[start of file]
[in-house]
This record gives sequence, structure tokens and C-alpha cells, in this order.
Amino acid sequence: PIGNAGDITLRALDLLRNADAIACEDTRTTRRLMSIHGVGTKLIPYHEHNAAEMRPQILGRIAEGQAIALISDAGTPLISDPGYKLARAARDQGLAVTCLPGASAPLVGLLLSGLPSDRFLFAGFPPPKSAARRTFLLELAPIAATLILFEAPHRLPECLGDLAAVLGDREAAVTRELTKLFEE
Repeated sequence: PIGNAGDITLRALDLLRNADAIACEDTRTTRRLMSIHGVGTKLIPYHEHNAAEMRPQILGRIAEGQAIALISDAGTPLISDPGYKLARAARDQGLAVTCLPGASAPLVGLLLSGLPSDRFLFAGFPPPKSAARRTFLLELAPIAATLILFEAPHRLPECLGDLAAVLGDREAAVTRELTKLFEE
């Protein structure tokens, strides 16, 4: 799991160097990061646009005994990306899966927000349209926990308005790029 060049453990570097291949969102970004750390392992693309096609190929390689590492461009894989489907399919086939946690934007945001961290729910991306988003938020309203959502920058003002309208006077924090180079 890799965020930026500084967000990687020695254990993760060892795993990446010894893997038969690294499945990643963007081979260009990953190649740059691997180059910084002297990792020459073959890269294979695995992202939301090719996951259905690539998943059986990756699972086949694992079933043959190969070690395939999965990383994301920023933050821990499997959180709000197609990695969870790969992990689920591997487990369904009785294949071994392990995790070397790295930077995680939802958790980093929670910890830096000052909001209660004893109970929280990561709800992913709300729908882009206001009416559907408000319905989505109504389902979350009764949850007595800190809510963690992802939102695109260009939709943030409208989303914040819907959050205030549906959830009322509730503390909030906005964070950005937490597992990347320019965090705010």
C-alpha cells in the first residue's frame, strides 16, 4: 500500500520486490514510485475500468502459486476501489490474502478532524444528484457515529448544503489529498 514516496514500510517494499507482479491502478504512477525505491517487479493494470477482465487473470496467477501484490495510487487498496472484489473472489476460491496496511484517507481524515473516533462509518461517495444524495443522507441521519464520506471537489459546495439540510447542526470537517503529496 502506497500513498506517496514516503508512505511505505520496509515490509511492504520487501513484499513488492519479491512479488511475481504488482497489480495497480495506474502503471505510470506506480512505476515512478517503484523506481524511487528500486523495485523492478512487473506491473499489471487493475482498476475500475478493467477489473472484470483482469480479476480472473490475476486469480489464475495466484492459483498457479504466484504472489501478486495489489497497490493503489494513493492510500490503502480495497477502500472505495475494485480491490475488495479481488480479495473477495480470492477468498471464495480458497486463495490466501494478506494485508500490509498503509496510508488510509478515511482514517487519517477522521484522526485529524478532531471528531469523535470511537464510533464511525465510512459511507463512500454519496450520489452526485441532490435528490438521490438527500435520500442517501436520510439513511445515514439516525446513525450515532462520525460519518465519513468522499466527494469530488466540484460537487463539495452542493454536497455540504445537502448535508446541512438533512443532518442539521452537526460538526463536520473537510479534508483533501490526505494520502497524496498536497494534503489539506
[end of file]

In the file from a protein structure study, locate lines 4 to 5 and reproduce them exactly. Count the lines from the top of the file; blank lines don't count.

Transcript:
Repeated sequence: PIGNAGDITLRALDLLRNADAIACEDTRTTRRLMSIHGVGTKLIPYHEHNAAEMRPQILGRIAEGQAIALISDAGTPLISDPGYKLARAARDQGLAVTCLPGASAPLVGLLLSGLPSDRFLFAGFPPPKSAARRTFLLELAPIAATLILFEAPHRLPECLGDLAAVLGDREAAVTRELTKLFEE
């Protein structure tokens, strides 16, 4: 799991160097990061646009005994990306899966927000349209926990308005790029 060049453990570097291949969102970004750390392992693309096609190929390689590492461009894989489907399919086939946690934007945001961290729910991306988003938020309203959502920058003002309208006077924090180079 890799965020930026500084967000990687020695254990993760060892795993990446010894893997038969690294499945990643963007081979260009990953190649740059691997180059910084002297990792020459073959890269294979695995992202939301090719996951259905690539998943059986990756699972086949694992079933043959190969070690395939999965990383994301920023933050821990499997959180709000197609990695969870790969992990689920591997487990369904009785294949071994392990995790070397790295930077995680939802958790980093929670910890830096000052909001209660004893109970929280990561709800992913709300729908882009206001009416559907408000319905989505109504389902979350009764949850007595800190809510963690992802939102695109260009939709943030409208989303914040819907959050205030549906959830009322509730503390909030906005964070950005937490597992990347320019965090705010």